Review: The Strange Love of Martha Ivers

The Strange Love of Martha Ivers is a classic film noir from 1946. This film has a lot of unique history to it. It is directing great Lewis Milestone’s only film noir. It is also Kirk Douglas’ first film, recommended for the film by the first couple of noir, Humphrey Bogart and Lauren Bacall based on his Broadway acting. We also have “The Threat” Lizabeth Scott in only her second film. Scott may have been called “The Threat” based on her being a possible threat to film noir greats Lauren Bacall and Veronica Lake. It’s hard to say if Scott was ever really a threat to those two, but she sure held her own and has earned a right to be named with those two as some of film’s noir favorites. In addition to all this talent we have the two biggest stars of this film being the all time great Barbara Stanwyck and our leading man being Van Heflin. Heflin was coming off of a three-year leave from the movies to serve in World War II.

Our film starts out with Martha as a young girl trying to run away from her overbearing Aunt. She is aided by juvenile delinquent Sam. When Walter tells his father and the police where Martha might be, she is soon caught. After a black out and a scuffle on the stairs Martha hits her Aunt with a poker and she falls to her death down the stairs. We flash forward seventeen years as Sam, played by Heflin is driving by his old hometown, he gets in a car wreck and brings his car into town to be fixed. Sam finds his childhood friends are now prominent fixtures in the small town. Walter played by Douglas is now the D.A. and is married to Martha, played by Stanwyck, who has inherited her Aunts wealth. Sam soon meets ex-con Toni, played by Scott. There is an instant attraction, but when Toni gets in trouble, Sam calls on his old friend, the D.A. Walter to help her.

This is a great film with quite a few plot lines going on. Will Martha’s past come back to haunt her when her best friend from her past comes home? Will Sam use her to help out his new flame? How will Walter react to all of this? What will he do?

This is a must see film noir for all fans of classic film. If you are a fan of any one of the big four stars of this picture you will love it. If you are not a fan of any of these four stars…you need to start watching some of their films!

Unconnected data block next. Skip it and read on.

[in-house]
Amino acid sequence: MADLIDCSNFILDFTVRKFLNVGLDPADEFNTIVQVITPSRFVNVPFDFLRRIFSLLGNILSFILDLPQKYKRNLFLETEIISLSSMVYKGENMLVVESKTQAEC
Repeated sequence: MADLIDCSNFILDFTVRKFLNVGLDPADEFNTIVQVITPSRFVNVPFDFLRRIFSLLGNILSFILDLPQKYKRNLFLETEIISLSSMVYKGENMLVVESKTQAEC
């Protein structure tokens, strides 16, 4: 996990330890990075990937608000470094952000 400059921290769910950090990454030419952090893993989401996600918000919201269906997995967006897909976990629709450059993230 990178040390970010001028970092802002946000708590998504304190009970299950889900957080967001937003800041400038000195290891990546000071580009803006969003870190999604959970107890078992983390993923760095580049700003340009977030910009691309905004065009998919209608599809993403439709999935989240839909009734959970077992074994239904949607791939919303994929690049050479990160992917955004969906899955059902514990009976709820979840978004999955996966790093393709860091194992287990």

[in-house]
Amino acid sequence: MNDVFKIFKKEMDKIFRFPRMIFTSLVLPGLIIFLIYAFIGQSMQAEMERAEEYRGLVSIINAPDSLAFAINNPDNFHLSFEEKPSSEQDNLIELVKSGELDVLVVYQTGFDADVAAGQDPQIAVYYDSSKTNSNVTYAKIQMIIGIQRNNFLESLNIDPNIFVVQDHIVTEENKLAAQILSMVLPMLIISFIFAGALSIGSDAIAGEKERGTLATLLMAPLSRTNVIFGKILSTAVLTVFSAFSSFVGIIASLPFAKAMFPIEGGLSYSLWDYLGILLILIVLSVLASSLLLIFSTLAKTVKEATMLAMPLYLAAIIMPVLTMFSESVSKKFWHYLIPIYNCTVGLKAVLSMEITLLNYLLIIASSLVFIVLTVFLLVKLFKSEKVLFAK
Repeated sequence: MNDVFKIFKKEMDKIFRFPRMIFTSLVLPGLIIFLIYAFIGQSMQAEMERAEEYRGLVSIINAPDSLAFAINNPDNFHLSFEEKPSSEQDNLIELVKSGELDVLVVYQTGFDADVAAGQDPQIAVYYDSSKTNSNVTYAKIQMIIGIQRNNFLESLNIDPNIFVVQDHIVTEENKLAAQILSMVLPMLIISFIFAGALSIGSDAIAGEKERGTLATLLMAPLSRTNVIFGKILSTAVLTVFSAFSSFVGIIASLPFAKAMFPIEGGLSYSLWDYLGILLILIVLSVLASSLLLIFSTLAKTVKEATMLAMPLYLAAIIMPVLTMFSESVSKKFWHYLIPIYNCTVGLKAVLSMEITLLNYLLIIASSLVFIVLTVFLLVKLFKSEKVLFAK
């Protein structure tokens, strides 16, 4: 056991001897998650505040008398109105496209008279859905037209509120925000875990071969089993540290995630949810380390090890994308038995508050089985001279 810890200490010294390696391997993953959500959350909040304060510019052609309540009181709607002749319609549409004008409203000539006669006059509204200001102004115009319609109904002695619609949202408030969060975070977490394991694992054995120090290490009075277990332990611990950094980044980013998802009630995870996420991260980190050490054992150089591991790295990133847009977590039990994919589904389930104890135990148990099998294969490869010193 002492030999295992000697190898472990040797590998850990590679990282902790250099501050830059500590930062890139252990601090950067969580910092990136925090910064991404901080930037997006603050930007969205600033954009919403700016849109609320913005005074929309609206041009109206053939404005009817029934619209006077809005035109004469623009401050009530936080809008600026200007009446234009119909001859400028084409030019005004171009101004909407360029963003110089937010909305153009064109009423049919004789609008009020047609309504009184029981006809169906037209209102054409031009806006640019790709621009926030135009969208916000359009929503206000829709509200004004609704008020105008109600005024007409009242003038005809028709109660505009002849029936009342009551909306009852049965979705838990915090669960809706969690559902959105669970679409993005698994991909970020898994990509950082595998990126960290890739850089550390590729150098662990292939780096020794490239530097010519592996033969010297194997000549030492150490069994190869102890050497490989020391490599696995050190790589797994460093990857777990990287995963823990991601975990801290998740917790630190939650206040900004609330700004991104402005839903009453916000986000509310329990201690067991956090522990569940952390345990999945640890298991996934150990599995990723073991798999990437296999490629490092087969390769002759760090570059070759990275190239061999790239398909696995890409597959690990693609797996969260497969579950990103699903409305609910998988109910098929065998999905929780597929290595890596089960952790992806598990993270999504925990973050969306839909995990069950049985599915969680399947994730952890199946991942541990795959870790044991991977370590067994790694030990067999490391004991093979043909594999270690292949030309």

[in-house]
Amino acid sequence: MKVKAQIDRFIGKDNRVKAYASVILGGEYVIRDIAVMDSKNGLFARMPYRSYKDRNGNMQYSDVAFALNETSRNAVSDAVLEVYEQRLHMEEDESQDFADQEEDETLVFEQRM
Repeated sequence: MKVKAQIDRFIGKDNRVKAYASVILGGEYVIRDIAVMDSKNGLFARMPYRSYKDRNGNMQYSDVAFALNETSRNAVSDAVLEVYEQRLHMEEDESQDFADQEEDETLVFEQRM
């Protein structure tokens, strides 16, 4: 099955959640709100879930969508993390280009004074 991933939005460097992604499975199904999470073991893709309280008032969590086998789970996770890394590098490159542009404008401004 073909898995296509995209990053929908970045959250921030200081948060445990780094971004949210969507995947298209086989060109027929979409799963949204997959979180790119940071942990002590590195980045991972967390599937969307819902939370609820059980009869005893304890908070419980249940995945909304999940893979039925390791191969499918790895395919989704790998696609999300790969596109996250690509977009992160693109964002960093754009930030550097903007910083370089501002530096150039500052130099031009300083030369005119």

Favorite Tidbit: This film appears on the television in a scene from last years horror favorite The Babadook.

Review: Crime of Passion

Crime of Passion is a film noir from 1957 with 3 of noir’s greatest.  We Have Barbara Stanwyck, Sterling Hayden and Raymond Burr in a love triangle that can not end well. Gerd Oswald directs this film, written by Jo Eisinger.

This story starts out with Stanwyck working at a paper as an advice columnist for a San Francisco paper. She gets put on a story against her will where she meets a couple Los Angeles cops who fly up about the case. One of the cops is Hayden and Stanwyck falls in love in short time. She soon moves down to Los Angeles and marries Hayden. She has problems getting along with the other cop’s wives and doesn’t handle the stress of being a cop’s wife herself. We soon learn that Hayden’s boss is Burr and an old flame of Stanwyck’s. Burr is also married, his wife is played by none other than Fay Wray. Wray is very sick and this is hard on Burr. Soon Burr and Stanwyck start seeing each other again. This love triangle does not end well and our story really heats up.

This film is short and starts out quit slow, but it heats up in the last half hour. The film plays as a bit of a psychological thriller and Stanwyck is getting the ball rolling on the psychotic femme fatale that we would see in future films like Fatal Attraction.

Hayden is very good playing his every man’s man, as he always does. Burr is real good playing somebody with a lot of power and is very strong, but when he lets his guard down and shows some weakness it is very believable. Stanwyck is good as always and you could watch this again just to get all the little nuances of her performance. Wray plays a smaller part, but does a good job with it.

This is a good film and well worth watching. Just give it some time to get started as the first half of the film is a little dull and slow. It quickly builds to an interesting noir by the end.